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Published: 5 December 2011

Chemical regulator restricts weed-killer to protect Reef

The use of diuron – a weed killer used on sugarcane, pineapples and other crops grown in areas adjacent to the Great Barrier Reef – has been largely suspended for the coming wet season by the Australian Pesticides and Veterinary Medicines Authority (APVMA).

APVMA’s suspension of diuron during the 2011-12 wet season use includes additional restrictions designed to minimise run-off.
APVMA’s suspension of diuron during the 2011-12 wet season use includes additional restrictions designed to minimise run-off.
Credit: ScienceImage

According the APVMA, the suspension ‘addresses a major concern, which is the risk of diuron runoff into waterways. This includes uses that have high application rates or are applied on tropical crops during the wet season’.

Diuron is used to control weeds in crops and algae in and around water bodies.

The suspension – effective from 28 November 2011 to 31 March 2012 – prohibits diuron use on tropical crops (sugarcane, tea, bananas, pineapples, coffee and paw paw) during the defined no-spray period; and in irrigation channels, drains, industrial and non-agricultural situations.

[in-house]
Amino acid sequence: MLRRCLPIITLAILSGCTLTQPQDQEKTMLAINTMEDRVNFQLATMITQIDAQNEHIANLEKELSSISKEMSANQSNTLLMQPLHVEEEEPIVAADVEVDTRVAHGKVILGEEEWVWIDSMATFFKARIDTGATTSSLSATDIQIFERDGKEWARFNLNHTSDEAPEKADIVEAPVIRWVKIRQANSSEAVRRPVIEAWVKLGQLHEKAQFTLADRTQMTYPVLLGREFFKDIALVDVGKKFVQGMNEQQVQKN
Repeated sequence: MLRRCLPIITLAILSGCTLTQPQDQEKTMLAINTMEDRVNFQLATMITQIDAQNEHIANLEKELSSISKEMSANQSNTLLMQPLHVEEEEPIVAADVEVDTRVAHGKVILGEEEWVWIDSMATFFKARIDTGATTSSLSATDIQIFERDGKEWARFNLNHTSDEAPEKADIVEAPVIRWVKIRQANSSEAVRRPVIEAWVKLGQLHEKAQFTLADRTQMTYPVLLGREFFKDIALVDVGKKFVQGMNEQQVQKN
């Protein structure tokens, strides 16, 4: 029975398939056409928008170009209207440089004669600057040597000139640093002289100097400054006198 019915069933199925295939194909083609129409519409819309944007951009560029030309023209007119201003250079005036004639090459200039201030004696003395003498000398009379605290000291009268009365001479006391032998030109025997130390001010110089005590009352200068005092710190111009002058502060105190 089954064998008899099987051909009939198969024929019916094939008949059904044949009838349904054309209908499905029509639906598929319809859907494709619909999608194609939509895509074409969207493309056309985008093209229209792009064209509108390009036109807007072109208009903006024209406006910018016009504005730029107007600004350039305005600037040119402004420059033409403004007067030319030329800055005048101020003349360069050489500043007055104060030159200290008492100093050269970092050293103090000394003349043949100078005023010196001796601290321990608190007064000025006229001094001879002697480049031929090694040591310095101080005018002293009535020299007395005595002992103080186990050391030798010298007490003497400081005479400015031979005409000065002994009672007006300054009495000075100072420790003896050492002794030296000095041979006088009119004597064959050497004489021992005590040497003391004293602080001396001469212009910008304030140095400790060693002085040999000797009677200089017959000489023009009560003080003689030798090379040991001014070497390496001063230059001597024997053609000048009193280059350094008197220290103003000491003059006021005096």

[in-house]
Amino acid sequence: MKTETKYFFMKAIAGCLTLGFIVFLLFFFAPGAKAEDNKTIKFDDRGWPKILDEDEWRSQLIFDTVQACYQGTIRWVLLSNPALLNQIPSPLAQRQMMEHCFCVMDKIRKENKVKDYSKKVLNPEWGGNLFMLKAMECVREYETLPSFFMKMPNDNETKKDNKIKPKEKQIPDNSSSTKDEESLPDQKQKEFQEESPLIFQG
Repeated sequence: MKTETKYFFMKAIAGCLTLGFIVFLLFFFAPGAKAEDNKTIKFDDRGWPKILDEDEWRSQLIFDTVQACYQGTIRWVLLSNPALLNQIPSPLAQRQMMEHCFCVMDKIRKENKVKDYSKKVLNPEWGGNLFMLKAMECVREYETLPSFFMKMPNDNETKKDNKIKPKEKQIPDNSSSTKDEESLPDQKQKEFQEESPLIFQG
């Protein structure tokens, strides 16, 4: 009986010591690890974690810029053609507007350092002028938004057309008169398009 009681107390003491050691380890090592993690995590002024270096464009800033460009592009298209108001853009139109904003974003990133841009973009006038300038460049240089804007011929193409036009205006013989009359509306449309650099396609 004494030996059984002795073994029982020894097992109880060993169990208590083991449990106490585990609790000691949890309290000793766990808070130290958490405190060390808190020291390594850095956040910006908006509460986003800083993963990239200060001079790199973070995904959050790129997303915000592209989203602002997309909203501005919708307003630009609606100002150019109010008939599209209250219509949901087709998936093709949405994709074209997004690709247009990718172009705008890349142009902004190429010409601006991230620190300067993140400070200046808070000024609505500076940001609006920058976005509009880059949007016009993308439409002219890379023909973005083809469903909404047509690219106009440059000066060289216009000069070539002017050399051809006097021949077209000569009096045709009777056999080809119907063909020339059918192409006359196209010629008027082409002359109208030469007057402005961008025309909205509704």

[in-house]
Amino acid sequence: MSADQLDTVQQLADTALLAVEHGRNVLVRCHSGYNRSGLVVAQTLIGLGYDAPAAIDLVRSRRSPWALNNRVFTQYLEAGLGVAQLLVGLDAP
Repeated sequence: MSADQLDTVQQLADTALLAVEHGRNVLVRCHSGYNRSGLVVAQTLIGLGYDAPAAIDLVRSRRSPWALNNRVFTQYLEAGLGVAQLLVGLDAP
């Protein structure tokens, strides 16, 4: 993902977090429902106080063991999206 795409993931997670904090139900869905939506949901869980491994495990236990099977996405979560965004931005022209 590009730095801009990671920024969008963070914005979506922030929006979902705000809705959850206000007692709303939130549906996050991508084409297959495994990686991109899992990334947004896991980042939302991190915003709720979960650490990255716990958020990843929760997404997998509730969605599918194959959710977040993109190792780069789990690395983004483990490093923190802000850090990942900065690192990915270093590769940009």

APVMA’s Dr Raj Bhula said the suspension allows for the assessment of new information, including monitoring results from Reef Rescue initiatives.

‘The APVMA is yet to make a final decision on diuron; further regulatory action is likely,’ he said.

According to an AAP report, the decision anticipates a UN monitoring mission, due to arrive in March, to assess threats to the World Heritage-listed reef marine park.

AAP also reports that in September, scientists from Queensland's Environment Department found traces of dangerous pesticides – at up to 50 times the levels deemed safe in waterways – flowing onto the reef. Three chemicals, including diuron, exceeded national standards for contamination of freshwater ecosystems at eight sites along the Great Barrier Reef coast.

According to APVMA, the current suspension affects around two-thirds of the 101 diuron products currently registered in Australia. New use instructions are being issued for the suspension period, including additional restrictions designed to minimise run-off.

APVMA requests product registrants to inform all parts of their supply chains to ensure that all products contain the new instructions prior to sale.

Source: APVMA, AAP

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